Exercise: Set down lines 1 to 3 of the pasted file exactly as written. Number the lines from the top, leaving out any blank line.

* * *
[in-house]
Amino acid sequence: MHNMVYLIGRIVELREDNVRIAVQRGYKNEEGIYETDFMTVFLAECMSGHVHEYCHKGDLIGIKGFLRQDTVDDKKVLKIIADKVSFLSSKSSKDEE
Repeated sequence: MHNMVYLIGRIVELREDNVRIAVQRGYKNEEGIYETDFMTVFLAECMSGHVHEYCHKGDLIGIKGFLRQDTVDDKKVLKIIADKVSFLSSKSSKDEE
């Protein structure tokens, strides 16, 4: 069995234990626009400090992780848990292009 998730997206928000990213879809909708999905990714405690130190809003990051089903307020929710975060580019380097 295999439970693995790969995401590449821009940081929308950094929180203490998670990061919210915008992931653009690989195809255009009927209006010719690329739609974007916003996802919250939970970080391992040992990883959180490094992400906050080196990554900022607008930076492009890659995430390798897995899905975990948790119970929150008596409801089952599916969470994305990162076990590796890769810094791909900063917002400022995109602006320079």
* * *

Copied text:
[in-house]
Amino acid sequence: MHNMVYLIGRIVELREDNVRIAVQRGYKNEEGIYETDFMTVFLAECMSGHVHEYCHKGDLIGIKGFLRQDTVDDKKVLKIIADKVSFLSSKSSKDEE
Repeated sequence: MHNMVYLIGRIVELREDNVRIAVQRGYKNEEGIYETDFMTVFLAECMSGHVHEYCHKGDLIGIKGFLRQDTVDDKKVLKIIADKVSFLSSKSSKDEE